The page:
MEREDITH MONK is a composer, singer, director/choreographer and creator of new opera, music theater works, films and installations. A pioneer in what is now called “extended vocal technique” and “interdisciplinary performance,” Monk creates works that thrive at the intersection of music and movement, image and object, light and sound in an effort to discover and weave together new modes of perception. Her groundbreaking exploration of the voice as an instrument, as an eloquent language in and of itself, expands the boundaries of musical composition, creating landscapes of sound that unearth feelings, energies, and memories for which there are no words. She has alternately been proclaimed as a “magician of the voice” and “one of America’s coolest composers.” During a career that spans more than 45 years she has been acclaimed by audiences and critics as a major creative force in the performing arts.
Since graduating Sarah Lawrence College in 1964, Monk has received numerous awards including the prestigious MacArthur “Genius” Award in 1995, two Guggenheim Fellowships, a Brandeis Creative Arts Award, three “Obies” (including an award for Sustained Achievement), two Villager Awards, two “Bessie” awards for Sustained Creative Achievement, the 1986 National Music Theatre Award, the 1992 Dance Magazine Award, and a 2005 ASCAP Concert Music Award. In 2006 she was inducted into the American Academy of Arts and Sciences and named a United States Artists Fellow. In 2010 she was awarded a Letter of Distinction from the American Music Center. Monk holds honorary Doctor of Arts degrees from Bard College, the University of the Arts, The Juilliard School, the San Francisco Art Institute and the Boston Conservatory.
In 1968 Ms. Monk founded The House, a company dedicated to an interdisciplinary approach to performance. In 1978 she formed Meredith Monk & Vocal Ensemble to expand her musical textures and forms. She has made more than a dozen recordings, most of which are on the ECM New Series label, including the 2008 Grammy-nominated impermanence. Dolmen Music (ECM New Series) and Our Lady of Late: The Vanguard Tapes (Wergo) were honored with the German Critics Prize for Best Records of 1981 and 1986. Her music has also been performed by many notable soloists and groups including Bang on a Can All-Stars, Björk, The Chorus of the San Francisco Symphony, Double Edge, Musica Sacra, and The Pacific Mozart Ensemble, among others. It can also be heard in numerous films, including La Nouvelle Vague by Jean-Luc Godard and The Big Lebowski by Joel and Ethan Coen. In 2000, Monk began a publishing relationship with Boosey & Hawkes. A number of her scores, including her Piano Album, have since been made available to the general public.
Monk is a pioneer in site-specific performance, creating works such as Juice: A Theatre Cantata In 3 Installments (1969) at the Guggenheim Museum, and American Archeology #1: Roosevelt Island (1994). In 2009 she was invited back to the Guggenheim for Ascension Variations, featuring over 120 performers. Monk is also an accomplished filmmaker who has made a series of award-winning films including Ellis Island (1981) and her first feature, Book Of Days (1988), which was aired on PBS, shown at the New York Film Festival and selected for the Whitney Museum’s Biennial. Both films were released on DVD in February 2007. A retrospective art exhibition, Meredith Monk: Archeology of an Artist, opened at The New York Public Library for the Performing Arts at Lincoln Center in 1996. Other recent art exhibits are comprised of a major installation, Art Performs Life at The Walker Art Center, a show, Shrines at the Frederieke Taylor / TZ’ Art Gallery, inclusion in the 2002 Biennial at the Whitney Museum, ev+a 2002 Exhibition at Limerick City Gallery of Art and group exhibits Show People at Exit Art and Between Thought and Sound: Graphic Notation in Contemporary Music at The Kitchen. A monograph, Meredith Monk, edited by Deborah Jowitt was released by Johns Hopkins Press in 1997. The documentary film Meredith Monk: Inner Voice by filmmaker Babeth VanLoo, and a CD of Monk’s archival recordings titled Beginnings on John Zorn’s Tzadik Records, were both released in 2009.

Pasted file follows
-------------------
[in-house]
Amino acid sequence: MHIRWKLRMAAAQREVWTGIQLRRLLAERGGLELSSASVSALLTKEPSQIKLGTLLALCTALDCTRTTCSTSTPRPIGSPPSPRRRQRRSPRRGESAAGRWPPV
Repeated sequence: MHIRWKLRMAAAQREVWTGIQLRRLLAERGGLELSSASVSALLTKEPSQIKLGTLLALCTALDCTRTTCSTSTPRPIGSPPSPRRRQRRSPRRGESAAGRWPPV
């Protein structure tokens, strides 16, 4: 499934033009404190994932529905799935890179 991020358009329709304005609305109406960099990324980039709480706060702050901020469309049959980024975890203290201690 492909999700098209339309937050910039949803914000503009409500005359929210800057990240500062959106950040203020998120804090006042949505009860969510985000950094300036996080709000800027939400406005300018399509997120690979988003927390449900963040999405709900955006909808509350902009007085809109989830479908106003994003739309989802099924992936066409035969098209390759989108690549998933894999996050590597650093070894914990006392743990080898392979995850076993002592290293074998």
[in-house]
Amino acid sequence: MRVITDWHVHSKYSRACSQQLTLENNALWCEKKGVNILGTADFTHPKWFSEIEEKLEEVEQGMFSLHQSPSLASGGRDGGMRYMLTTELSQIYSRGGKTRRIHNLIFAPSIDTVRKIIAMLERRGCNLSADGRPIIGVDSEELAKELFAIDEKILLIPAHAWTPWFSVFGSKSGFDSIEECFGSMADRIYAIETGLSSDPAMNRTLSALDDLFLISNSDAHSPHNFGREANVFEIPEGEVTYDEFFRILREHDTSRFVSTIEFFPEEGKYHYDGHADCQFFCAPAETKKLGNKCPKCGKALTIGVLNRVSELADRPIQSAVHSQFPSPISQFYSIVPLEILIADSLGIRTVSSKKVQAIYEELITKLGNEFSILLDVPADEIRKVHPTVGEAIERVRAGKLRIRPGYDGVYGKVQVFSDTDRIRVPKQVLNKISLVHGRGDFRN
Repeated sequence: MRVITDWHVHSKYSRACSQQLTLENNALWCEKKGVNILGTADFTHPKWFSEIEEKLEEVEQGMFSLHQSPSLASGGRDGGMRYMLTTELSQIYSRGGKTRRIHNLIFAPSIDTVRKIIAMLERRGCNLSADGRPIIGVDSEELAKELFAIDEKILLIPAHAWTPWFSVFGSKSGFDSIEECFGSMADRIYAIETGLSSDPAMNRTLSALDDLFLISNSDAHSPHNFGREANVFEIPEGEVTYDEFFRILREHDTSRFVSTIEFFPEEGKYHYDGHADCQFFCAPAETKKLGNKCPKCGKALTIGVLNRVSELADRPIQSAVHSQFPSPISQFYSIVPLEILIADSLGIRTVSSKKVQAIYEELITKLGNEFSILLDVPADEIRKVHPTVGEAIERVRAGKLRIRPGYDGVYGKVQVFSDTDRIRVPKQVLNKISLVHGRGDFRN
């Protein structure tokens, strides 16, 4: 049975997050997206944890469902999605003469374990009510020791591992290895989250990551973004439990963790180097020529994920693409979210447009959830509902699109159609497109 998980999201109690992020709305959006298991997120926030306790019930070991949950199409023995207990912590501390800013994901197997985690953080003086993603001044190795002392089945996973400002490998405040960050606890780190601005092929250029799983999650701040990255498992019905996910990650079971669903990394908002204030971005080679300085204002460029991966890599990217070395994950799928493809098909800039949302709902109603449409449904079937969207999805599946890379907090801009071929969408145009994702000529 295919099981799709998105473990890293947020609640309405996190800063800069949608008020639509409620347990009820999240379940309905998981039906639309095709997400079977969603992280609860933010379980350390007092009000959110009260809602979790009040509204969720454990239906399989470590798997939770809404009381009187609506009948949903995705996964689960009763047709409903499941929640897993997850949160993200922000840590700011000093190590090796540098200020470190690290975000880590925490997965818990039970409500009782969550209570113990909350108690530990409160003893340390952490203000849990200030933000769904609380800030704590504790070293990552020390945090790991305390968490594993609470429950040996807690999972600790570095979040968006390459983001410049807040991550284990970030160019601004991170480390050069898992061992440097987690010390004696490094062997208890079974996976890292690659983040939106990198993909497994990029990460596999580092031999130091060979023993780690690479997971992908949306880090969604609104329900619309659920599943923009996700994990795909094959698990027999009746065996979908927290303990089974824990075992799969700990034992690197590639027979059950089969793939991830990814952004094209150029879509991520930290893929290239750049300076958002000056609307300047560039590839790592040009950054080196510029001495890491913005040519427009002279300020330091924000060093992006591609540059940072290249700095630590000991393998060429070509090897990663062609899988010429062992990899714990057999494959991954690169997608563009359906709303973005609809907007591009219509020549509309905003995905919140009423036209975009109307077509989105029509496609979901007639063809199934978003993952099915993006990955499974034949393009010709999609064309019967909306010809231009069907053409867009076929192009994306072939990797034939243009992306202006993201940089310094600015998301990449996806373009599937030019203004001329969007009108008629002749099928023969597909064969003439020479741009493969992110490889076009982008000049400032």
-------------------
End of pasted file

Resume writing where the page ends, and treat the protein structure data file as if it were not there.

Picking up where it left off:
In October 1999 Monk performed a Vocal Offering for His Holiness, the Dalai Lama as part of the World Festival of Sacred Music in Los Angeles. In July 2000 her music was honored by a three concert retrospective entitled Voice Travel as part of the Lincoln Center Festival. Monk’s first orchestra piece, Possible Sky (commissioned by Michael Tilson Thomas for the New World Symphony), premiered in April 2003 in Miami and was performed by the Hamburg Symphony in 2006. Stringsongs, her first composition for string quartet (commissioned by the Kronos Quartet) had its world premiere at the Barbican Center in January 2005. In November 2005, Monk’s 40th year of performing and creating new music was celebrated by a four-hour marathon at Carnegie’s Zankel Hall. Another marathon, Meredith Monk Music @ The Whitney, was presented at the Whitney Museum in 2009.
Monk’s most recent commission for an orchestra piece was from Grand Center Inc. and the Saint Louis Symphony Orchestra. WEAVE for Two Voices, Chamber Orchestra and Chorus premiered in St. Louis in March 2010 and was performed by the Los Angeles Master Chorale in April 2010. Her latest music theater work, Songs of Ascension, premiered in October 2008 and was performed at BAM’s Next Wave Festival in October 2009 and the Edinburgh International Festival in August 2010 where it received the Herald’s Angel Award. The work is currently touring internationally. In June 2010, Monk premiered Education of the Girlchild Revisited in Paris. This evening-length work is comprised of her legendary solo from Education of the Girlchild (1972) and Shards, a reconfiguration of music, images and movement from the Girlchild period (1969-1973). In January 2011, Monk was named one of NPR’s 50 Great Voices.